Over 155,000 cars with deadly Takata airbags still on the roads

Published: 
31 Jul 2020

At least 155,000 vehicles containing potentially deadly Takata airbags are still on our roads and with less than six months before manufacturers are expected to complete their recall of these vehicles, the ACCC is urging consumers to check if their vehicles are affected and if so book them in for replacement.

According to the latest ACCC figures on the compulsory recall, about 180,000 airbags (4.4 per cent of all airbags subject to this recall) in more than 155,000 vehicles (5.1 per cent of affected vehicles) are yet to be replaced.

“These airbags are extremely dangerous and have the potential to misdeploy, sending sharp metal fragments into the vehicle cabin at high speed, with the potential to kill or seriously injure the occupants,” ACCC Deputy Chair Delia Rickard said.

“It is essential that you do not ignore or delay responding to notices about the recalls from your manufacturer. If your vehicle is under active recall, please act now to arrange for a free replacement.”

More than 6,000 of those vehicles are so dangerous that they should not be driven at all. These vehicles contain the highest risk ‘critical’ airbags, and states and territories will be de-registering them to take them off our roads. Some states and territories are also preventing re-registration of unregistered vehicles unless there is evidence that the affected airbag has been replaced.

“If your vehicle contains a ‘critical’ airbag, you should stop driving it immediately and contact the manufacturer to arrange for it to be towed or a technician to be sent to you so the airbag can be replaced,” Ms Rickard said.

Consumers who imported a vehicle directly into Australia from overseas are urged to contact the vehicle manufacturer’s Australian office to see if it is affected by the recall, and those who imported a vehicle using a business in Australia should check this with the business, and arrange airbag replacements if needed.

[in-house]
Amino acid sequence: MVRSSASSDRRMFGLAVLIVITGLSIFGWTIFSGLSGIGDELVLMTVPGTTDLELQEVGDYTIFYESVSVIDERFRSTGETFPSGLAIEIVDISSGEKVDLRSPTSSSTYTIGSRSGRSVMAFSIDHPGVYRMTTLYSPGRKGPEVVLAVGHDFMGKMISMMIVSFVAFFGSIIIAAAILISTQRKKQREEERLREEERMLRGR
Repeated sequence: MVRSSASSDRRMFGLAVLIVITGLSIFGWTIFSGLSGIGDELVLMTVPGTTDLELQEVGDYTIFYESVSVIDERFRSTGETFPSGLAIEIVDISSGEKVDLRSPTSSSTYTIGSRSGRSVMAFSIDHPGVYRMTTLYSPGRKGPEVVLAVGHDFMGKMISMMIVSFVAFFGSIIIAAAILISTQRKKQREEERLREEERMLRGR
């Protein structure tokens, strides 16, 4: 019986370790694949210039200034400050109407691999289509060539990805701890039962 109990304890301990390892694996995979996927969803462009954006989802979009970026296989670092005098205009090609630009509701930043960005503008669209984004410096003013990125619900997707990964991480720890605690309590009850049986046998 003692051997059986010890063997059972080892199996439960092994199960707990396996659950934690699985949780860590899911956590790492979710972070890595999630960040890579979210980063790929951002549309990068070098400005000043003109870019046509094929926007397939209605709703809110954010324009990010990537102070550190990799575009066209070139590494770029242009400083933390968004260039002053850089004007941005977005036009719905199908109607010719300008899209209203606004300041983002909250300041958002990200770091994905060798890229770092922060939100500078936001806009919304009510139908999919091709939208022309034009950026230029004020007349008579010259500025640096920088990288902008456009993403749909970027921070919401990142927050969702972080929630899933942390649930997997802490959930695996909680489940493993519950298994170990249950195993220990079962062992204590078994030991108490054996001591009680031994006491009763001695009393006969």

In the past three months, more than 40,000 vehicles have had their airbags replaced despite the pandemic, and a further 2,250 vehicles have been identified as no longer on the road. On average, more than 3,100 airbags have been replaced each day since the compulsory recall began in March 2018.

“There are only six months left for manufacturers to meet their replacement obligations, and while the compulsory recall is progressing well, it is important to get these remaining deadly airbags off our roads,” Ms Rickard said.

“Checking ismyairbagsafe.com.au to see if your vehicle is affected, and getting the airbag replaced if it is, is an essential step to preventing more deaths and injuries.”

Takata fast facts

As at 30 June 2020:

  • In total about 3.66 million airbag inflators (89.2%) have now been rectified in about 2.68 million vehicles (87.8%).
  • This leaves 180,869 airbag inflators (4.4%) in 155,351 vehicles (5.1%) remaining for replacement.
  • An additional 262,725 airbags (6.4%) in 218,393 vehicles (7.1%) were reported by suppliers as unrepairable (written off, unregistered for more than two years, exported, scrapped, stolen, or modified and unable to have the airbag replaced).
  • There are 1,334 vehicles with critical-alpha airbags and 4,718 vehicles with critical non-alpha airbags outstanding for replacement.
  • Vehicles with critical airbags should not be driven, and drivers are entitled to have their vehicles towed to the dealership to have the airbag replaced for free.

Notes to editors

  • The Takata airbag recall is the world’s largest automotive recall, affecting an estimated 100 million vehicles globally.
  • It is the most significant compulsory recall in Australia’s history, with over four million affected Takata airbag inflators and involving more than three million vehicle recalls.
  • Takata airbags affected by the compulsory recall use a chemical called phase-stabilised ammonium nitrate (PSAN). The ACCC’s investigation concluded that certain types of Takata PSAN airbags have a design defect. The defect may cause the airbag to deploy with too much explosive force so that sharp metal fragments shoot out and hit vehicle occupants, potentially injuring or killing them.
  • In addition to the compulsory recall of vehicles fitted with Takata PSAN airbags, eight vehicle manufacturers have also issued voluntary recalls for some vehicles manufactured between 1996 and 2000, which may have been fitted with a different type of faulty Takata airbag, being a NADI airbag. The Department of Infrastructure, Transport, Regional Development and Communications monitors the NADI voluntary recalls.
News reference number: 
160/20
Product category